A Complex Approach To a Complex Struggle

Though it is often hidden and unspoken within Christian communities, depression/anxiety has many Christians firmly within its grasp.  Partly because it’s still stigmatized in most churches and partly because it’s truly impossible for others to understand unless they have experienced it for themselves, Christians with this struggle often feel alone, confused, and helpless in the fight.

Compounding the problem is the debate within the Church on how to help the depressed.  It’s a gross generalization that should be much more nuanced, but essentially there are three schools of thoughts when it comes to treating depression.

Medical:  By far the most popular approach in our society is to consult an MD.  Depression/anxiety is a caused by a neurological imbalance, and medicine should be taken to correct the imbalance.

Therapy:  Increasing in popularity is to consult a therapist.  Depression/anxiety is rooted in your story.  Whether it be abuse, neglect, or the failings of your parents, the wounds of your past have led to this, and they need to be discovered, processed, and dealt with properly.

Spiritual:  Popular among Christians (particularly evangelical Christians) is to consult a pastor.  Depression/Anxiety is a fruit of sin, and the pathway of healing is through repentance.

So which is it?

Is it a neurological imbalance, past wounds, or the consequence of sin, do you need a doctor, a therapist, or a pastor?  The answer is yes.

This is an incredibly complex struggle that necessitates an equally complex approach.  The Bible describes human beings as both physical and spiritual creatures that are formed by experiences in this world.  Also the Bible says that every part of our humanity has been ravished by the fall and is in need of renewal. We are just one big complex mess.

Therefore when it comes to depression, be very wary of simplicity.  Well-intended people will emphasize one of these three approaches, but too often this is done at the exclusion of the other two.

The depressed need all three.  That’s not to say that all three are equally causative, usually one is needed more than the others, but all three must be considered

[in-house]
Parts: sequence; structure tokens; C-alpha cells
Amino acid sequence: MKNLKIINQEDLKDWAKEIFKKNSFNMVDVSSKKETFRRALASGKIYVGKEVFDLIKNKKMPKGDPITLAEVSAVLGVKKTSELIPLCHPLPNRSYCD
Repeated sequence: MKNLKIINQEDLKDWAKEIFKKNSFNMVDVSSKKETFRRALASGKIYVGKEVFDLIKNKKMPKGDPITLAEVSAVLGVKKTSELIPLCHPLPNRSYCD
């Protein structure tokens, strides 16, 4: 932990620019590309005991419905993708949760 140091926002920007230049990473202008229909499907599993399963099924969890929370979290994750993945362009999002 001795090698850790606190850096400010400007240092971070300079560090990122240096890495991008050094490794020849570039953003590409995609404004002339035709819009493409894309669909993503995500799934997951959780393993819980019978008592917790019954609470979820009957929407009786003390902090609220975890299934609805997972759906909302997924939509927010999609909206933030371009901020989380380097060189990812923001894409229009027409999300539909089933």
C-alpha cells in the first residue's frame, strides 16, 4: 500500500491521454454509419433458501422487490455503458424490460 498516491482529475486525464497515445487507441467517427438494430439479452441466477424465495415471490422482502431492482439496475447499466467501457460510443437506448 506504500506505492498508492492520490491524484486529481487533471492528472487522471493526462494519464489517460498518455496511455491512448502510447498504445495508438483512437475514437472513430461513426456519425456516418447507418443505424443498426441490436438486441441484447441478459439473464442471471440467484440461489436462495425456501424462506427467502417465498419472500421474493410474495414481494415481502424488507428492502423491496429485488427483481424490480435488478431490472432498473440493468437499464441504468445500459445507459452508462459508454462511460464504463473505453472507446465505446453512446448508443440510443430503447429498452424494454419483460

Perhaps it is an inherited imbalance from your family genetics, and for you it is primarily going to be a medical issue.  Perhaps you have a past history of horrific abuse, and for you it is primarily going to be a therapy issue.  Perhaps you have a besetting sinful pattern in your life, and for you it is primarily going to be a repentance issue.  But always the three are interconnected because the three cannot be separated within your personhood.

This is why I truly believe all must be considered and assessed with the help of an expert in each area.

I once experienced a 6-month stretch of crippling anxiety.  It was the most difficult season of my life, but I bless God for the way it sanctified me and for the way I can now sympathize and counsel others.  Though anxiety is always lurking, I’m now at a place of relative freedom.  How did God bring me to this place?

I consulted a trusted doctor, a trusted counselor, and trusted pastors, and as it turned out, I needed help in all three areas.

My doctor helped me see that my diet and exercise were horrendous and needed to change immediately, and yes he prescribed me some medication to help get me out of the hole.  My counselor helped me see past wounds, ways that I had been sinned against that needed to be processed, lamented, forgiven, and liberated from.  And my closest brothers in the ministry helped me see my arrogance, self-reliance, idolatry of productivity and esteem, and many other areas where I needed to repent.

If you are struggling with depression/anxiety, the condition is probably whispering to you in this very moment that there is no hope for you.  You’re being lied to. Hope is a reality and healing is possible, but for that to happen we must reject overly simplistic solutions and embrace a complex approach to this very complex struggle.

May God grant help to the hurting.

Rev. Robert Cunningham